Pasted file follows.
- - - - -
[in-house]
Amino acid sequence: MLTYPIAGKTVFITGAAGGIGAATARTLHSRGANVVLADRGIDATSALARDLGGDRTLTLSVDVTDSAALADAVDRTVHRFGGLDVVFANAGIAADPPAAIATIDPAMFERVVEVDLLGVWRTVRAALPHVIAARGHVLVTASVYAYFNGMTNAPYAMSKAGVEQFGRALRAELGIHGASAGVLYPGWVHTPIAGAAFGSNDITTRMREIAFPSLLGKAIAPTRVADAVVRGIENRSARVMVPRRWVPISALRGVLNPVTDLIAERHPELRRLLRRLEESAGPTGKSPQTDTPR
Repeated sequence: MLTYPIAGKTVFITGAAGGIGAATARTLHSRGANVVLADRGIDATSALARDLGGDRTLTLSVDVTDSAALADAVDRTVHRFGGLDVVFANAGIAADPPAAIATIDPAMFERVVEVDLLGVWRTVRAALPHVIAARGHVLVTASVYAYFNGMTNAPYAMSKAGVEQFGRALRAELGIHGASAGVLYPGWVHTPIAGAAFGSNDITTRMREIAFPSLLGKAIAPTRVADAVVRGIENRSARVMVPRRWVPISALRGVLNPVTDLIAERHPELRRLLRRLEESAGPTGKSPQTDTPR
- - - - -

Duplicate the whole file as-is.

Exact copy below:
[in-house]
Amino acid sequence: MLTYPIAGKTVFITGAAGGIGAATARTLHSRGANVVLADRGIDATSALARDLGGDRTLTLSVDVTDSAALADAVDRTVHRFGGLDVVFANAGIAADPPAAIATIDPAMFERVVEVDLLGVWRTVRAALPHVIAARGHVLVTASVYAYFNGMTNAPYAMSKAGVEQFGRALRAELGIHGASAGVLYPGWVHTPIAGAAFGSNDITTRMREIAFPSLLGKAIAPTRVADAVVRGIENRSARVMVPRRWVPISALRGVLNPVTDLIAERHPELRRLLRRLEESAGPTGKSPQTDTPR
Repeated sequence: MLTYPIAGKTVFITGAAGGIGAATARTLHSRGANVVLADRGIDATSALARDLGGDRTLTLSVDVTDSAALADAVDRTVHRFGGLDVVFANAGIAADPPAAIATIDPAMFERVVEVDLLGVWRTVRAALPHVIAARGHVLVTASVYAYFNGMTNAPYAMSKAGVEQFGRALRAELGIHGASAGVLYPGWVHTPIAGAAFGSNDITTRMREIAFPSLLGKAIAPTRVADAVVRGIENRSARVMVPRRWVPISALRGVLNPVTDLIAERHPELRRLLRRLEESAGPTGKSPQTDTPR